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U Street Heritage Trail

Cultural Tourism D.C.'s Greater U Street Heritage Trail tells the story of one of Washington D.C.'s most loved neighborhoods. You will see landmarks important to the history of jazz in D.C., learn about African American soldiers who fought in the Civil War, and read about the neighborhood's recent renaissance.
Difficulty: 
Easy
Scenery: 
Very Good
Photo Op: 
People who enjoy city photography will love this trail. The colorful storefront of Ben's Chili Bowl makes for great shots.
Location: 
12th and U streets
Washington, DC
Metro Accessible: 
Yes
Closest Metro Station: 
U Street/African-Amer Civil War Memorial/Cardozo
Distance to Metro Station: 
0.00mi
What to Bring: 
The U Street Heritage Trail map. Note that the text of the trail signs can be downloaded in pdf form from Cultural Tourism D.C.'s website.
Food Options: 
U Street has plenty of food options. More details, including links are provided below.
Additional Information: 

This is one of Cultural Tourism DC's Heritage Trails. Signs are posted along the trail (i.e., on the sidewalk) to point out places of historical interest. The trails provide great opportunities to learn local and national history, as well as visit D.C.'s distinct neighborhoods.

This trail provides walkers with a tour of one of Washington D.C.'s most lively neighborhoods.

Lovers of African American history will especially like this one. Known in the early-to-mid 20th century as "Black Broadway," U Street was home to numerous jazz clubs where many musical titans played, including hometown favorite Duke Ellington. You will pass two of Ellington's boyhood residences on the trail.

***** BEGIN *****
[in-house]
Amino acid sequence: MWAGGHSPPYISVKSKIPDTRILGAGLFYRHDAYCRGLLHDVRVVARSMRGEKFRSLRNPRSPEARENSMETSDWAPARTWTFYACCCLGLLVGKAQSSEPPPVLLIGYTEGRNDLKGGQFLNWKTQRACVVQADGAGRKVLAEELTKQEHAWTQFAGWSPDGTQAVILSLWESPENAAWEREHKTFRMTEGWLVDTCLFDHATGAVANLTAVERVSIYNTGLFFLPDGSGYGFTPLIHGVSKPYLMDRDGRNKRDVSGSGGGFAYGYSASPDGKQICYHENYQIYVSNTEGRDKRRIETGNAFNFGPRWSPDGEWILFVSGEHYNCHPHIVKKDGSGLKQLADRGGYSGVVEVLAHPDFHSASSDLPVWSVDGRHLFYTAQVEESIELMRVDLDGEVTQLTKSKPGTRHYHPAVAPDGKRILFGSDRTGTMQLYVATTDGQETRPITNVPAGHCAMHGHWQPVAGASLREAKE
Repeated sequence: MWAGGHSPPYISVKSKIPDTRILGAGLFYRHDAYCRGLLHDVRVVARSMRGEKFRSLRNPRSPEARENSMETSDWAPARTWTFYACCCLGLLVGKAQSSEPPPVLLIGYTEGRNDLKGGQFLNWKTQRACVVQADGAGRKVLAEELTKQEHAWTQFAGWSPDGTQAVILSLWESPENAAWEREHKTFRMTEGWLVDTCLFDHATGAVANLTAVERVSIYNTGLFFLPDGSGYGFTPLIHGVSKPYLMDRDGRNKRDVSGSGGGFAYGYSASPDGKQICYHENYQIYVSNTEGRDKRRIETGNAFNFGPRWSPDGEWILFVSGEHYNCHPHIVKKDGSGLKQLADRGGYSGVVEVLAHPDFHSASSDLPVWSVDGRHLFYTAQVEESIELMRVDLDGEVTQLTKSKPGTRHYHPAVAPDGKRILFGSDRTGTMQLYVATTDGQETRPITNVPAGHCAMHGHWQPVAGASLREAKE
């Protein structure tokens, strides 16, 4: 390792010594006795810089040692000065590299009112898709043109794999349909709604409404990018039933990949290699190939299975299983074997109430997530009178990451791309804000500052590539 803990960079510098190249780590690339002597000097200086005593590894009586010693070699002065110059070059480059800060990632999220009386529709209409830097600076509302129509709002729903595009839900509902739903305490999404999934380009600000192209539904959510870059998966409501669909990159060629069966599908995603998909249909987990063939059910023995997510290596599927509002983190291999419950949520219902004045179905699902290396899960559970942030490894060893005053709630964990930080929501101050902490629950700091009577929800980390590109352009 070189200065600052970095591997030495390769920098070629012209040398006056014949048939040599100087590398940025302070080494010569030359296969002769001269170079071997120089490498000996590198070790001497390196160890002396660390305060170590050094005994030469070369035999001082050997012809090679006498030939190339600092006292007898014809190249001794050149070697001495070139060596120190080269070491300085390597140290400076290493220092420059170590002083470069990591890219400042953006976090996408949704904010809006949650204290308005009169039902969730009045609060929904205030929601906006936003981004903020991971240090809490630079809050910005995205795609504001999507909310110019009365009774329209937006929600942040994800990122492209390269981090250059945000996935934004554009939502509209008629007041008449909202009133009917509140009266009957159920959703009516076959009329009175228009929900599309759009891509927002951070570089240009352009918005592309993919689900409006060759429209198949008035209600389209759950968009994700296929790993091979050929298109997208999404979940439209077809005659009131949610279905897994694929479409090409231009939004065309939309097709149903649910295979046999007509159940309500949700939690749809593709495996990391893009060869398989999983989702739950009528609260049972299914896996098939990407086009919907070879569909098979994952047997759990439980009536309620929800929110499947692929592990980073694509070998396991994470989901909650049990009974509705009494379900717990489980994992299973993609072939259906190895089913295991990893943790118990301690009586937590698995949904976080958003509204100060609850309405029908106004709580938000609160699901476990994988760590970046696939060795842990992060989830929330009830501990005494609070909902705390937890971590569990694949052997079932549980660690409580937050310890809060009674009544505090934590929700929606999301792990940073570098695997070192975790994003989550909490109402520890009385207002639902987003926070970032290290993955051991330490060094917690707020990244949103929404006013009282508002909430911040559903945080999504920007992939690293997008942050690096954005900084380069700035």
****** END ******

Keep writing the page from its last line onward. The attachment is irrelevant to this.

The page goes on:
The trail also brings walkers to the African American Civil War Memorial. Across the street from the memorial is the African American Civil War Museum. Plan ahead to give yourself some time to visit the museum.

As with the Columbia Heights and Adams Morgan Neighborhood Heritage Trails, you will pass entrances to Meridian Hill, also known as Malcolm X, Park.

There are many places to eat in the U Street corridor. Perhaps the most famous is Ben's Chili Bowl, which was founded in 1958. In 2009, Mayor Adrian Fenty brought President Barack Obama to Ben's as part of his welcome to the city (Source: Wikipedia).

Also popular is Marvin, named after hometown favorite Marvin Gaye. The restaurant combines Belgian cuisine (Gaye lived a self-imposed exile in Belgium for two years) and soul food.

A relatively recent (and innovative) addition to the area is Cause - The PhilanthroPub, which is located just off U Street and is reviewed very well on Yelp. The restaurant donates its profits to charity.

Disclaimer: 
Environmental conditions in cities, parks, etc. can change rapidly and without our knowledge. We do not make any claims as to the accuracy of information presented on this page. Furthermore, hiking can be a dangerous activity that may result in bodily harm and possibly death. We hope the information that we provide will help you prepare for your hike, but do not assume that the information provided is complete. It is your responsibility to prepare yourself for whatever challenges you may face. If you decide to use any of the information on this page, you do so at your own risk.
Images: 
Lincoln Theatre, U Street Heritage Trail, Washington D.C.
Ben's Chili Bowl, U Street Heritage Trail, Washington D.C.
Bohemian Caverns, U Street Heritage Trail, Washington D.C.
African American Civil War Memorial, U Street Heritage Trail, Washington D.C.
Thurgood Marshall Center, U Street Heritage Trail, Washington D.C.
Duke Ellington's former home, U Street Heritage Trail, Washington D.C.
Meridian Hill Park, U Street Heritage Trail, Washington D.C.
14th and U streets, U Street Heritage Trail, Washington D.C.

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